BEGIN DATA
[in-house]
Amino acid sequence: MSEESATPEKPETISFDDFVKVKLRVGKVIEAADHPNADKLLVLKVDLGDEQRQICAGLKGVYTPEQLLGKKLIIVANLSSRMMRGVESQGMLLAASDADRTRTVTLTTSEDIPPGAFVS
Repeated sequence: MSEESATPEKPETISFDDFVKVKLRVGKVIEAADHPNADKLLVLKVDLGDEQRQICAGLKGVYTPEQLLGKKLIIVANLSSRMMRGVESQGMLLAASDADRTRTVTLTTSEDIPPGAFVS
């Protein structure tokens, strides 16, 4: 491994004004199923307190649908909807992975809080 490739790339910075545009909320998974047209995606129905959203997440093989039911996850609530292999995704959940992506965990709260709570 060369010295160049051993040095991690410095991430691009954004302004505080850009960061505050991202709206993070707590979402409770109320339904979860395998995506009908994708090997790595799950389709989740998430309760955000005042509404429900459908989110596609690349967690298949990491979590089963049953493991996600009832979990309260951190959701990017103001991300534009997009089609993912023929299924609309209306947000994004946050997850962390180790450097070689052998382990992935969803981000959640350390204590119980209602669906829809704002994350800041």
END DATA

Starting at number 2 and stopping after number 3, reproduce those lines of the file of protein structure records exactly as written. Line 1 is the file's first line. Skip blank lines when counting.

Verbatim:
Amino acid sequence: MSEESATPEKPETISFDDFVKVKLRVGKVIEAADHPNADKLLVLKVDLGDEQRQICAGLKGVYTPEQLLGKKLIIVANLSSRMMRGVESQGMLLAASDADRTRTVTLTTSEDIPPGAFVS
Repeated sequence: MSEESATPEKPETISFDDFVKVKLRVGKVIEAADHPNADKLLVLKVDLGDEQRQICAGLKGVYTPEQLLGKKLIIVANLSSRMMRGVESQGMLLAASDADRTRTVTLTTSEDIPPGAFVS